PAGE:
Campaign signs outside a polling station in Richmond, Va., November 2, 2021. (Parker Michels-Boyce/ For the Virginia Mercury)
The Virginia Senate voted unanimously Monday to approve legislation overhauling state elections oversight by equalizing partisan representation on the State Board of Elections and removing the governor’s power to hand-pick the state’s top election official.
The bill, supported by Gov. Glenn Youngkin’s administration, cleared the Democratic-led Senate 40-0 after several tweaks to address the concerns about partisan gridlock and vacancies under the proposed system. Sen. Jill Vogel, R-Fauquier, the bill’s sponsor, said the goal is to have a “truly independent” state elections commissioner running the Virginia Department of Elections.
“The goal here is to create an environment where it is no longer operating within the governor’s administration,” Vogel said on the Senate floor Monday. “Which is where it is effectively operating now.”
If approved by the House of Delegates, where the GOP majority is pushing a similar proposal, the new system wouldn’t take effect until 2023. Under that timeline, Youngkin would still get to hire his own election overseer to replace current Commissioner Chris Piper when he departs March 11.
The bill’s advancement suggests that, in a swing state that elects a new governor every four years, both parties see value in not having elections oversight pinball between Democratic and Republican appointees based on who’s winning and who’s losing.
The bill overhauling the process would expand the state Board of Elections from five members to eight, with four seats going to Democrats and four seats going to Republicans (as long as the two dominant parties continue to receive the most votes for governor). Those board members would still be appointed by the governor and confirmed by the General Assembly, but the governor’s party would no longer get a working majority on the board as a perk of winning the last election.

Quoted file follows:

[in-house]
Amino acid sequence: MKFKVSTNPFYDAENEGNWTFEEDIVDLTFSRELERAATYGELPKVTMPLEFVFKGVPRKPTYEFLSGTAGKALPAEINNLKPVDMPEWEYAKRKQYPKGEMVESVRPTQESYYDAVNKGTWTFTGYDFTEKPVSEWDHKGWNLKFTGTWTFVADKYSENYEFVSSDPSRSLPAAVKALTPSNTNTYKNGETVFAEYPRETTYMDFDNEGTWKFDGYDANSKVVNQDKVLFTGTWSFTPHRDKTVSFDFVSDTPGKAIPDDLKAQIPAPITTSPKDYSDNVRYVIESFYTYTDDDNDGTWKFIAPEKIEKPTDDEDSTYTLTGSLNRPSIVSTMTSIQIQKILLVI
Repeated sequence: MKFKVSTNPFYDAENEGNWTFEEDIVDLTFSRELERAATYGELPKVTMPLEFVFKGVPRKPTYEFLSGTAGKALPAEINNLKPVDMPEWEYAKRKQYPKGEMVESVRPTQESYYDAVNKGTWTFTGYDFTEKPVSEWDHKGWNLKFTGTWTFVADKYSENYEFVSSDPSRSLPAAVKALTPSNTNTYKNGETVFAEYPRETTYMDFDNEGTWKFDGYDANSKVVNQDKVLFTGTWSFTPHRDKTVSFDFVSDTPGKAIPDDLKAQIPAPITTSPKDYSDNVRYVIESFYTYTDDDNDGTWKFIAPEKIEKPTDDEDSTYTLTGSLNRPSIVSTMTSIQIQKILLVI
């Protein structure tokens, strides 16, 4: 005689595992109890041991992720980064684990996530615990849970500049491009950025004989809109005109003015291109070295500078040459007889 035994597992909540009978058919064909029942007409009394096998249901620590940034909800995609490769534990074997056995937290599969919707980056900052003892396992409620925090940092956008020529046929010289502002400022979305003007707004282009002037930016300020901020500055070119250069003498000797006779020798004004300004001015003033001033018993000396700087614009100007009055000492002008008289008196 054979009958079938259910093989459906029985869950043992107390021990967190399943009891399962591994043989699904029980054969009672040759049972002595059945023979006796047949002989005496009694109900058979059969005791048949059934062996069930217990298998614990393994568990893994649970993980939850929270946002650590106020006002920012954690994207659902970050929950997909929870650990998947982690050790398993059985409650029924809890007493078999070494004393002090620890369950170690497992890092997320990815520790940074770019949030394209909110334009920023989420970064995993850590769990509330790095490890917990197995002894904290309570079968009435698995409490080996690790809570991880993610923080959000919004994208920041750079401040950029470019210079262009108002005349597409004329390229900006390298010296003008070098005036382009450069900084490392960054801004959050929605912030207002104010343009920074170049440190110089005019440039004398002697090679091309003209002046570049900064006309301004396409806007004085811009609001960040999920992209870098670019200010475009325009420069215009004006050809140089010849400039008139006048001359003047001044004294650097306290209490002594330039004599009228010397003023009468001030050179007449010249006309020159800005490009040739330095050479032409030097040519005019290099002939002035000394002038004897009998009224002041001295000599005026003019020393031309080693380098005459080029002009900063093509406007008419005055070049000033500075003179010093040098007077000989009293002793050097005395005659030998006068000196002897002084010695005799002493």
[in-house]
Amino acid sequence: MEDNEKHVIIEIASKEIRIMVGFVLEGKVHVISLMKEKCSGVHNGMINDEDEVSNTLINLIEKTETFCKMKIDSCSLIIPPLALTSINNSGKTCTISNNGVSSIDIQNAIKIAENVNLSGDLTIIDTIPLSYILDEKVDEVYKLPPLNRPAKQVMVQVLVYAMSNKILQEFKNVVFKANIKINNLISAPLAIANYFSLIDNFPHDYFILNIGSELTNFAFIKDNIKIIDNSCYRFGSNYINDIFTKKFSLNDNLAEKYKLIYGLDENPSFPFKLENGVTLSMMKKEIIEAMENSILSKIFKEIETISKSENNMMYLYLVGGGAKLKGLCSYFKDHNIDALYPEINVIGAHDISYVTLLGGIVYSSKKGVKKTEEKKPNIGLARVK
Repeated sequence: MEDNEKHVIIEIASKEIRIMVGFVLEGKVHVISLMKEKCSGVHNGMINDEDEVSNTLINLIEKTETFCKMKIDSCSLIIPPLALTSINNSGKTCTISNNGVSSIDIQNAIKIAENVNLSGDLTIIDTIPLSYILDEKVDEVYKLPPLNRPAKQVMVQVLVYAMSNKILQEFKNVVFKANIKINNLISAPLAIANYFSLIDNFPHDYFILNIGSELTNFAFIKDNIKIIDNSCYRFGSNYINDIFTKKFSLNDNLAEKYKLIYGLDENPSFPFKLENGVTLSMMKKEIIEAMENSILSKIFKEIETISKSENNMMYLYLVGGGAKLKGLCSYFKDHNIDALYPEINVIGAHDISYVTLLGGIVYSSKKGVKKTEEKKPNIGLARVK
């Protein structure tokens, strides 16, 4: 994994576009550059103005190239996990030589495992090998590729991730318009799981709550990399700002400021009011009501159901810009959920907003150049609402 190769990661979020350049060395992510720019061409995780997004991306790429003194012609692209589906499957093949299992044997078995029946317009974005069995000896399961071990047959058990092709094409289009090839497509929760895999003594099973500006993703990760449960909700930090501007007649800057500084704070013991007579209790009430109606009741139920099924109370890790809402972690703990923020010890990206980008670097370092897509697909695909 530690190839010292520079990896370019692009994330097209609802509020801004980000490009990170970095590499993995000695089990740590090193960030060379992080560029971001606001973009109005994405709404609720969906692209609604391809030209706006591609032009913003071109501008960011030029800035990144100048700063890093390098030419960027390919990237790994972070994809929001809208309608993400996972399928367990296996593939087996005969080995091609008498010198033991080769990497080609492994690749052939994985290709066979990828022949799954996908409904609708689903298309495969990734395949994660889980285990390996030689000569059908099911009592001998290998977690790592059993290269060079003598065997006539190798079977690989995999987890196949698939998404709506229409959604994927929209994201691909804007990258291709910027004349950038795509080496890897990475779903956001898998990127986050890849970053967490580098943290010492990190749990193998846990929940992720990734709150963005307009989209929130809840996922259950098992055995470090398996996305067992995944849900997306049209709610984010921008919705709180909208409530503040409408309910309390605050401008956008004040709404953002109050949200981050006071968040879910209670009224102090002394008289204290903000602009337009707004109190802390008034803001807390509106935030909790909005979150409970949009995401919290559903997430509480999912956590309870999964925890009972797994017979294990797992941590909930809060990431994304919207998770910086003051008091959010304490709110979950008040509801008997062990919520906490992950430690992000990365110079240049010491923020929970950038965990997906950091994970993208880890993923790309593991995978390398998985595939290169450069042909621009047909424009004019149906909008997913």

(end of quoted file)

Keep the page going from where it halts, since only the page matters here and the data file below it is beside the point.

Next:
That expanded board would gain the power to hire and fire elections commissioners, according to the bill, as long as at least five board members agree on the decision.
Though Vogel expressed optimism partisanship wouldn’t dominate the new system, she faced skepticism from colleagues who worried party-line board votes could cripple a key agency in a state that holds elections every year.
“We cannot setup a situation where there is a possibility where we have a department as important as the Department of Elections not have an agency head,” Sen. Jennifer McClellan, D-Richmond, said on the Senate floor. “There has to be a contingency.”
Under a tie-breaker provision added to the bill, the Supreme Court of Virginia’s chief justice would pick a retire judge to every year who would step in to break 4-4 ties along party lines. If the commissioner job were to become vacant, the election agency’s director of operations would assume the commissioner’s powers until a replacement could be appointed.
The board’s business can range from pivotal steps in the election process like certifying results and deciding which candidates qualified for the ballot to more mundane matters like assessing fees for campaign ad violations, reviewing ballot designs and determining which voting machines can be used.
Our stories may be republished online or in print under Creative Commons license CC BY-NC-ND 4.0. We ask that you edit only for style or to shorten, provide proper attribution and link to our web site. Please see our republishing guidelines for use of photos and graphics.